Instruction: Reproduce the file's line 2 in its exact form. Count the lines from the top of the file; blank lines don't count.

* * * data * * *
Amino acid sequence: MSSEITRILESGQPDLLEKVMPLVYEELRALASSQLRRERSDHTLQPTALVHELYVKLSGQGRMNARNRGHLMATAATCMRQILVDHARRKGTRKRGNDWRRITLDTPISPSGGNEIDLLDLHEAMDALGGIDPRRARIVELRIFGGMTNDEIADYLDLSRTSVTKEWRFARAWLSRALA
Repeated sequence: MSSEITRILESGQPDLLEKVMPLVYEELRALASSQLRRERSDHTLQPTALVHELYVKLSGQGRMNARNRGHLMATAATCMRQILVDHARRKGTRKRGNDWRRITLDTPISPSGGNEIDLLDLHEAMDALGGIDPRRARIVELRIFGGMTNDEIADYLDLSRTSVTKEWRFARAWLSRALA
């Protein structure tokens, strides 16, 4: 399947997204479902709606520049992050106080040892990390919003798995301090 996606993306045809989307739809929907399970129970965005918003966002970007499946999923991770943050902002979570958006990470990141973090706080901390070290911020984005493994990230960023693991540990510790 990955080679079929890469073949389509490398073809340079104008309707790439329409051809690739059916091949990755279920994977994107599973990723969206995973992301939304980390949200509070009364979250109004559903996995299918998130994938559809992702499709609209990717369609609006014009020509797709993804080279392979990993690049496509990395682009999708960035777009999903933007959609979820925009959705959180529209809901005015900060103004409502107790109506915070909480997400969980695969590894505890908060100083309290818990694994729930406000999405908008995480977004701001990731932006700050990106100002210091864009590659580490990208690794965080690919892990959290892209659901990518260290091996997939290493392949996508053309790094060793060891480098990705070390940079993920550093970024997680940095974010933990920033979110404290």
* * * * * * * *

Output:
Repeated sequence: MSSEITRILESGQPDLLEKVMPLVYEELRALASSQLRRERSDHTLQPTALVHELYVKLSGQGRMNARNRGHLMATAATCMRQILVDHARRKGTRKRGNDWRRITLDTPISPSGGNEIDLLDLHEAMDALGGIDPRRARIVELRIFGGMTNDEIADYLDLSRTSVTKEWRFARAWLSRALA